Type-one Adjectives have all ended in the vowel sound ‘ओ’ (o). Please do note that the examples are in Masculine/ Neutral form of Adjective.

That is how we identify type-one and type-two adjectives. Type-one adjectives always ends with an ‘ओ’ (o) sound (given the form is in masculine/ neutral form).

On the other hand, type-two Adjectives can end in any vowel ending, including ‘ओ’ (o). So how do we distinguish between them if it ends in ‘ओ’ (o)? Logic of course! You don’t describe animate objects being ‘तातो’ [tato/ hot (temperature) ] or ‘जाडो’ (jado/ cold (weather) ]… well unless you are mother nature of course…


So how do we convert between gender-tone of Adjectives? We conjugate it with the masculine/ neutral form of Adjective, i.e. use it as our base. The rules are very simple! 


Let’s take the adjective ‘मोटो’ (moto/ fat). You can see that it is currently in the form of masculine/ neutral form. Now, to convert it into feminine-form, we simply replace the ‘ओ’ (o) sound with ‘ई’ (ii) sound. Easy  right? Let’s see how to do it:

मोटो (moto)

= मो (mo) + [ ट् (t) + ओ (o) ]

= मो + ( ट् + ओ )   [replace ओ (o) with ई (ii) ]

= मो + (ट् + ई )

= मो + टी (tii ) 

= मोटी (motii )

And the resulting word ‘मोटी’ (motii ) is the feminine version of the word ‘मोटो’ (moto). Easy right? We just replace that ‘o’ sound with ‘ii’ sound!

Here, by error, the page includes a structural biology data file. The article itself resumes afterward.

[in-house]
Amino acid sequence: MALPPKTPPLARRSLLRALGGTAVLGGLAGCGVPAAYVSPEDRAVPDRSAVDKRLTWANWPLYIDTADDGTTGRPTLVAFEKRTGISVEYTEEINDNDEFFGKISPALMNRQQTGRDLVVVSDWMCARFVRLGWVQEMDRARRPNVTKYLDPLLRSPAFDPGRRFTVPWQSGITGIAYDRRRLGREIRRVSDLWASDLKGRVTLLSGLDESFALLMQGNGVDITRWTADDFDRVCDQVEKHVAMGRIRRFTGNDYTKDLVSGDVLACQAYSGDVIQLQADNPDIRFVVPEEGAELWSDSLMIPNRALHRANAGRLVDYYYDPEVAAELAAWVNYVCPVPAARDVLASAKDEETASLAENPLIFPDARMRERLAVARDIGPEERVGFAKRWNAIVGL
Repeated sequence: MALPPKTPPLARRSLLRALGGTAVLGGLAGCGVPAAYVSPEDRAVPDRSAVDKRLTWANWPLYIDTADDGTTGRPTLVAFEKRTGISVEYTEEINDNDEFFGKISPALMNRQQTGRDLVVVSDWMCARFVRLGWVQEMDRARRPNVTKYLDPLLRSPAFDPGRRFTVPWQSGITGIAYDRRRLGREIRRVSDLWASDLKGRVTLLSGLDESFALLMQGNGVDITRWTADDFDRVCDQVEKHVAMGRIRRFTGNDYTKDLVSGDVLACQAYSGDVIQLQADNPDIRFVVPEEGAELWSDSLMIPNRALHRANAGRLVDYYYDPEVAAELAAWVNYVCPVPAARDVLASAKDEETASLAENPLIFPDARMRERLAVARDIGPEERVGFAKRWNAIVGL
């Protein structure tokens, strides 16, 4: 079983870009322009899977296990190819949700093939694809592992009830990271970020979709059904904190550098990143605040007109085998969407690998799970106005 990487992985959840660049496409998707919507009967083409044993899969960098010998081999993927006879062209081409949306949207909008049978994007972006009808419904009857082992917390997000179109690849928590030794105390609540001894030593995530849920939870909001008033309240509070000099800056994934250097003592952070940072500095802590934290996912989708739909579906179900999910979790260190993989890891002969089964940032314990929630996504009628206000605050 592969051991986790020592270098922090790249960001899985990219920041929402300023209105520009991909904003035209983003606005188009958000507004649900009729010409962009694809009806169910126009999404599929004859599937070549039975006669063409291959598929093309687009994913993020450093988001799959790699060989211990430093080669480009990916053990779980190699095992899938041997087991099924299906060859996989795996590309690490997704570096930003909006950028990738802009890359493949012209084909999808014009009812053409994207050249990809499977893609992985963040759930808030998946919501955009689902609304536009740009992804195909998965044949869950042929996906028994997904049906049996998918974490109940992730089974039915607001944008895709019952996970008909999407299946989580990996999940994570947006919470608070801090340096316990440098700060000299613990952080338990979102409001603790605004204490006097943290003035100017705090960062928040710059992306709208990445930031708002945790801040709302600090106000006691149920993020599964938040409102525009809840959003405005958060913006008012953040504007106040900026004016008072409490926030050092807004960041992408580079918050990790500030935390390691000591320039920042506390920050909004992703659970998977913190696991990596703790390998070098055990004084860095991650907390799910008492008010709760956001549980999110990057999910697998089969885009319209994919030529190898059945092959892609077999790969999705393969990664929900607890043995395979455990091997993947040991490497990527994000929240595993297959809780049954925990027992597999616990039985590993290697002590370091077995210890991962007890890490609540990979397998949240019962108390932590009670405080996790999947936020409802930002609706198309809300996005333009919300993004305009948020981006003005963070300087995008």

Other examples:

कालो (kalo/ black) -> काली (kalii )

सेतो (seto/ white) -> सेती (setii )

दुब्लो (dublo/ thin) -> दुब्ली (dublii )

राम्रो (ramro/ good) -> राम्री (ramrii )



Let’s use the same adjective again. This too, is easy! We replace that ‘ओ’ (o) sound with ‘आ’ (aa) sound. 

मोटो (moto )

= मो (mo) + [ ट् (t) + ओ (o) ]

= मो + ( ट् + ओ )   [replace ओ (o) with आ (aa) ]

= मो + (ट् + आ )

= मो + टा (taa

= मोटा (motaa )

So, the resulting word ‘मोटा’ (motaa) is in Plural Form.

Other examples:

कालो (kal/ black) -> काला (kalaa )

सेतो (seto / white) -> सेता (setaa )

दुब्लो (dublo / thin) -> दुब्ला (dublaa )

राम्रो (ramro / good) -> राम्रा (ramraa )



Like I said before, the form depends on what word it is modifying. So, the adjective ‘X’ will depend of Y (a noun) given that  X is describing Y, i.e. X Y. 

That means in Nepali, If I John had a wife named Mary, John would say ‘I am his husband’! (ma usko shriman ho) That also means Mary would say ‘I am her wife’! (ma uski patni ho) [Do note that ‘his’ and ‘her’ are used as Adjectives (We have a category for that…we call it Sarwanamik bisheshan)]